‘Send me back to Australia, I’ve got a rocket launcher’
A man who flew to Lebanon ahead of facing fraud charges three years ago is so desperate to come back to Australia, he has offered to exchange a rocket launcher and 12 missiles if police could help him return. But is the weapon even real?
And it's a move that's becoming overused with police and law enforcement authorities frequently being contacted by criminals offering to hand in a rocket launcher in exchange for any range of benefits like a reduction on their jail sentence.
And given the low success rate - one actual rocket launcher being handed over in almost 20 years - it seems most fall into the fiction category.
The latest was from accused fraudster Ziad Hijazi.
Hijazi was facing fraud charges at Burwood Local Court in 2016 and flew to Lebanon where he was been stranded ever since local authorities refused to let him back into Australia.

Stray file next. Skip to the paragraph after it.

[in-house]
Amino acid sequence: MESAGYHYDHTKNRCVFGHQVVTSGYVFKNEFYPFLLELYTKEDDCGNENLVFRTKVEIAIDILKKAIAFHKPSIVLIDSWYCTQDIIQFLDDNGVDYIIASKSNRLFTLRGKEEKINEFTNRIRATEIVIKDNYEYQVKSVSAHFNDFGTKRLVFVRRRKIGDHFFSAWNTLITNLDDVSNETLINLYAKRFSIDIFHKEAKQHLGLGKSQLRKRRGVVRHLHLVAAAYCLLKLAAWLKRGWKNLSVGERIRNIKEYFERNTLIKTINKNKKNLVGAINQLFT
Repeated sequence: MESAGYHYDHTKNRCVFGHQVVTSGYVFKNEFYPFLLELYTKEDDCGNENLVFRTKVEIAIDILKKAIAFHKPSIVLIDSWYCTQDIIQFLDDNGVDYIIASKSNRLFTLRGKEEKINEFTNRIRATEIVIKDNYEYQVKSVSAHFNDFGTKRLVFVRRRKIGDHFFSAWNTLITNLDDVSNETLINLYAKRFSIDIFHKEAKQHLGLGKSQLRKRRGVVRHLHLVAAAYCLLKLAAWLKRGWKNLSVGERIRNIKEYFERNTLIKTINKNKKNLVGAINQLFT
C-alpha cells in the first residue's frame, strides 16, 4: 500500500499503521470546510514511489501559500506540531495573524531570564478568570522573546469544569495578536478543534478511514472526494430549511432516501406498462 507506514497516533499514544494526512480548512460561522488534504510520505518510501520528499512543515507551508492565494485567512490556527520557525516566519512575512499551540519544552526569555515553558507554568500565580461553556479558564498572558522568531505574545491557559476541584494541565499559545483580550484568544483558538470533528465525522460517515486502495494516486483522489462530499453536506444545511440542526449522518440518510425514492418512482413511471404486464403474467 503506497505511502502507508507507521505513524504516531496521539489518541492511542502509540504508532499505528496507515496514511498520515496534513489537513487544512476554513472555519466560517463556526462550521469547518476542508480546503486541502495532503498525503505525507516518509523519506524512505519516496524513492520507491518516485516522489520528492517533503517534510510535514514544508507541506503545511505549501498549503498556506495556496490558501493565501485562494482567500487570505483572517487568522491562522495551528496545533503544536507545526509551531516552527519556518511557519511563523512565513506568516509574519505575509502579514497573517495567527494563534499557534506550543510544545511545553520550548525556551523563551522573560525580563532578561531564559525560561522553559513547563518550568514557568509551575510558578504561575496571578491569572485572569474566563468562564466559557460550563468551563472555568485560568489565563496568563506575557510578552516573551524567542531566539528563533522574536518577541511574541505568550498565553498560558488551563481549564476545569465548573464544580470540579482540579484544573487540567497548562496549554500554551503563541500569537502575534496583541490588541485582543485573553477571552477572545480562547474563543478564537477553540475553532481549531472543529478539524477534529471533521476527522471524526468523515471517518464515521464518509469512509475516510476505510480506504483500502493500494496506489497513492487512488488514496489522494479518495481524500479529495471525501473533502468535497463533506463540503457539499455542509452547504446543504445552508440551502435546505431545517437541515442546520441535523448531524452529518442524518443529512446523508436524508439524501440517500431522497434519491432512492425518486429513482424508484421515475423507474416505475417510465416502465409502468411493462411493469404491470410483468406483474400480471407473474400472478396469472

According to law enforcement authorities, Hijazi is desperate to return and recently offered to exchange a rocket launcher and 12 missiles if police could help him return.
Sceptical, police asked Hijazi for a photo of the rocket launcher and missiles with proof of the date the photo was taken.
Hijazi sent a photo that featured what appeared to be two shells and no rocket launcher on a copy of a recent copy of The Daily Telegraph.
But it seems the offer was a dud.
Initial examinations of the shells by police indicated they were not actually for a rocket launcher but may have been dummy rounds for a 40mm Bofors gun.
At best, they would be very effective paper weights.
The try on was likely inspired by one of Australia's most notorious crimes.
Between 2001 and 2003, corrupt army officer, Shane Della-Vedova stole 10 rocket launchers from the Australian Army and sold at least five of them to Sydney's Middle Eastern Crime families.
Only one has ever been recovered. That was in 2006 when a double murderer demanded complete immunity from the killings if handed one over.